This is a very raw film, no dramatic music or over-acted dramatics, just a very real look at problems in an East London council estate (depressing-looking places). The acting by all is superb. The girl playing Mia’s younger sister was especially good, she must have been 9 or 10 at the time.
From Wikipedia about the actress who played Mia:
Katie Jarvis, who plays Mia, had no prior acting experience. She was cast for the film after one of Arnold’s casting assistants saw her arguing with her boyfriend in Tilbury Town.
In early 2014, she was reportedly under consideration for a role in the Star Wars VII: The Force Awakens after taking a hiatus from acting to concentrate on her family. However, she did not appear in the film.
She has just finished a role in EastEnders.
Date watched: May 4th
Film count 2019: 13
I watched this back in 2008 and recently decided I had to see this excellent film again.
As I wrote in my original post for this it is a brilliant film. It is extremely well made, acted, and told. The story is pretty depressing stuff on the whole, but it ends with hope for humankind.
Clive Owen, Julianne Moore, and Michael Caine were all bonkers good, as were the rest of the cast. The cinematography was stunning, especially the long shots which this film is well known for. The dark post-apocalyptic style of the film looked very good, they certainly went to a lot of trouble to make it look that way.
Some of it seemed a bit forced, especially the extras who were trying just a bit too hard to look desperate and downtrodden. No biggie though.
I will definitely watch this again in another 11 years time, and blog about it again of course. Gee, I wonder what Tommo will be starring in then? He will be 67 in 2030.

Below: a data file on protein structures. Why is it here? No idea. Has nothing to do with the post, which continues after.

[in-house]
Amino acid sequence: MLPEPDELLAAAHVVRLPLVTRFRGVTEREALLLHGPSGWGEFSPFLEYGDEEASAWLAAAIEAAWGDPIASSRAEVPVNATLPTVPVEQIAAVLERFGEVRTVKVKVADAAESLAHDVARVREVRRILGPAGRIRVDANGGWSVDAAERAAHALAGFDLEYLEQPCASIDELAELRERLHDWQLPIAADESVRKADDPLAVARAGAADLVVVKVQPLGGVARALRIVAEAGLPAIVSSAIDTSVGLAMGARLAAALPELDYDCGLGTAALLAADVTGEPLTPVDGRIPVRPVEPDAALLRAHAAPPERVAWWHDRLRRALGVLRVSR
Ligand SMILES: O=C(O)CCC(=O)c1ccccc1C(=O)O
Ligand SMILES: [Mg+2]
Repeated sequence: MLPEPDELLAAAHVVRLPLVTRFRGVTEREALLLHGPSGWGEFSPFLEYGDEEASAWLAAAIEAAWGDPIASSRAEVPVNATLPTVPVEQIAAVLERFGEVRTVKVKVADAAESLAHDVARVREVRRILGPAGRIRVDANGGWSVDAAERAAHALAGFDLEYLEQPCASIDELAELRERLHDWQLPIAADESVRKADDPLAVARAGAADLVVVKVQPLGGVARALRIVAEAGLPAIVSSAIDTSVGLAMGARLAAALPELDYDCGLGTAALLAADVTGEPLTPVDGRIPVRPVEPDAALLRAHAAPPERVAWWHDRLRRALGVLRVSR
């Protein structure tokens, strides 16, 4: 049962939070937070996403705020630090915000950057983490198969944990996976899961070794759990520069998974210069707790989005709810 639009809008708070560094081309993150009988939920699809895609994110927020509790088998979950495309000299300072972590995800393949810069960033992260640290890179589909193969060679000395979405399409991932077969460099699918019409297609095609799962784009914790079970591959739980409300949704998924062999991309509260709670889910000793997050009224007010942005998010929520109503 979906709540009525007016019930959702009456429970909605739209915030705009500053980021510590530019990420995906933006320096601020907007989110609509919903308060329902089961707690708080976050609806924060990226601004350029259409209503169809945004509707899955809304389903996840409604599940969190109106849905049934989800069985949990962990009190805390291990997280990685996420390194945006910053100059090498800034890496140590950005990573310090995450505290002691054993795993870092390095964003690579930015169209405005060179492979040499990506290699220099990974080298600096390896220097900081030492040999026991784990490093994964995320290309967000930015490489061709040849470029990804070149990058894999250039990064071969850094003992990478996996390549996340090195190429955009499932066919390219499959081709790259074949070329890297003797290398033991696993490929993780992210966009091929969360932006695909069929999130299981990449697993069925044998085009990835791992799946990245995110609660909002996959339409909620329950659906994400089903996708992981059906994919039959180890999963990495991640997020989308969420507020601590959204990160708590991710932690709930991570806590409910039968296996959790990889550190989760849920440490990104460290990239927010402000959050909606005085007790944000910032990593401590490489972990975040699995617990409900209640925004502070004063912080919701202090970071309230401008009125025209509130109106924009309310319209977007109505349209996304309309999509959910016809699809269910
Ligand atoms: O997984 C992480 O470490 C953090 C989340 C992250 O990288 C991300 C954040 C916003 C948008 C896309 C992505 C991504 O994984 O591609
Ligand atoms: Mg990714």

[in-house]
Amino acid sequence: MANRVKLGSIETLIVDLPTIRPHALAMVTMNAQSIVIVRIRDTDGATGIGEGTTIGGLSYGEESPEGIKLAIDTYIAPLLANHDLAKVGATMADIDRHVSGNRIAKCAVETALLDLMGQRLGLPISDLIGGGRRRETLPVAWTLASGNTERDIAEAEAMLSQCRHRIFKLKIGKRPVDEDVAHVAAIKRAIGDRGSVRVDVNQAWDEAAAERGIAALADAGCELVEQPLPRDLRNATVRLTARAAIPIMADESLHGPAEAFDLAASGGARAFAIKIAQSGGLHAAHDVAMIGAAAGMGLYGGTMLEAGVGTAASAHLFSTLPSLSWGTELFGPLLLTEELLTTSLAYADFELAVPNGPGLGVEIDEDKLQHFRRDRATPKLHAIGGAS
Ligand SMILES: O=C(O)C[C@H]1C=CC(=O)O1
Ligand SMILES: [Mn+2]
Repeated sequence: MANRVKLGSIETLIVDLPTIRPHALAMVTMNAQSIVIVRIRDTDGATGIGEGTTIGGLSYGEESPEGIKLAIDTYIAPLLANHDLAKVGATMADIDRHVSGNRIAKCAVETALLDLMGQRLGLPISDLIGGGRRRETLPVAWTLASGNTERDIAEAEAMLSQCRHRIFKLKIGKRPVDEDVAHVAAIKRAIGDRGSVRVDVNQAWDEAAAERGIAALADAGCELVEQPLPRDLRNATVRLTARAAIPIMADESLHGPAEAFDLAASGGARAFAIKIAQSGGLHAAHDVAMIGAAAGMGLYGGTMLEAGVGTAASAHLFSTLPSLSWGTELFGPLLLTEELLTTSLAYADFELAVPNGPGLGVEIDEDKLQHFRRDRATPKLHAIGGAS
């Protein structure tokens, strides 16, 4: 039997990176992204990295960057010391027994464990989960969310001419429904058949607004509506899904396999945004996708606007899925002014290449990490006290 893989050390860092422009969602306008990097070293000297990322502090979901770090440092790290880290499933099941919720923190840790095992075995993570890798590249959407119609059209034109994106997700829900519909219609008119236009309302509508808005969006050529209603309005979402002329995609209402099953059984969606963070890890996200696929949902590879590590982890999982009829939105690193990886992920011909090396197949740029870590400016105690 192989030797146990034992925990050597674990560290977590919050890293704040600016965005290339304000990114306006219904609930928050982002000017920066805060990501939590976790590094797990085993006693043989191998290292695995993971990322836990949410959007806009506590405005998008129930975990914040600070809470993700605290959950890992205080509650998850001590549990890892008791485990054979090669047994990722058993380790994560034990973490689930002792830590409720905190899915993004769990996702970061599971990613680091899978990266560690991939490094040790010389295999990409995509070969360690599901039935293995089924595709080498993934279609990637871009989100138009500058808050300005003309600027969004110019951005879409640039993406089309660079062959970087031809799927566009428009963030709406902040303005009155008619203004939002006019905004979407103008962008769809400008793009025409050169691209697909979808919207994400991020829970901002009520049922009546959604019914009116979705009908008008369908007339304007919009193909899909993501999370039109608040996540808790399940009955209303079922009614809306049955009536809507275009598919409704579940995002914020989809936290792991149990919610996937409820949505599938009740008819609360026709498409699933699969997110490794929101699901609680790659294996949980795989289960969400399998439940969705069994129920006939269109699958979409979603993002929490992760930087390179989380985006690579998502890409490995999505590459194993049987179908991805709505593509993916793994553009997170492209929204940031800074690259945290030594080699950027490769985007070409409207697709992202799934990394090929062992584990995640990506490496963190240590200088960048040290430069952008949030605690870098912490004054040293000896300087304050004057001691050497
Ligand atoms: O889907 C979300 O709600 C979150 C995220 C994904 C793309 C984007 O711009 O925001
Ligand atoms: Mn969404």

Date watched: May 3rd
Film count 2019: 12
This is a very slick 2011 Norwegian thriller about a headhunter/art thief. It was dubbed into English, unfortunately.
The headhunter, who for some reason has the very English name of Roger Brown (in the original Norwegian language film as well), headhunts a Danish fellow who worked for a big American tech company, but what Roger does not know is that he is being used as part of a scheme to steal secrets from a rival company. It is actually a lot more complicated, but not too difficult to follow. Everything is very neatly tied up at the end.
It is very well made, very Hollywood in style, but being Scandinavian it goes places where Hollywood would not dare tread (nudity and some gore). It is also very well acted and is just an all-round good film to watch for a few thrills and action.
The rights for an English language remake were of course bought by an American film studio (Summit Entertainment), and were actually sold even before the Norwegian film had finished production. I have no idea what kind of budget it will have, but if it gets big money then of course Tommo will get the main part.
As I wrote earlier, it was dubbed with American voice actors and it was quite jarring. I don’t like anything dubbed, so even if Tommo himself dubbed the main character I still wouldn’t like it… actually, having Tommo voice-act the main role could be quite entertaining.
Certainly the best Norwegian thriller I have seen for quite some time. Maybe only.
Date watched: May 2nd
Film count 2019: 11
This is a 2007 Romanian film set during the days of Nicolae Ceaușescu and tells the story of a university student and her friend who is illegally getting an abortion.
So there is no need then to explain that this is heavy stuff and overall quite a downer. It is though a very well made and told film and has some very tense scenes, the final five minutes or so especially. It is all done without dramatic music of any kind, no fancy cinematography, or over-the-top acting.
The acting is superb, and for the two main female roles was obviously very difficult at times.
It was very interesting to listen to the Romanian language. It seems to be very similar to both Italian and Russian, and even a little French.
Date watched: May 1st
Film count 2019: 10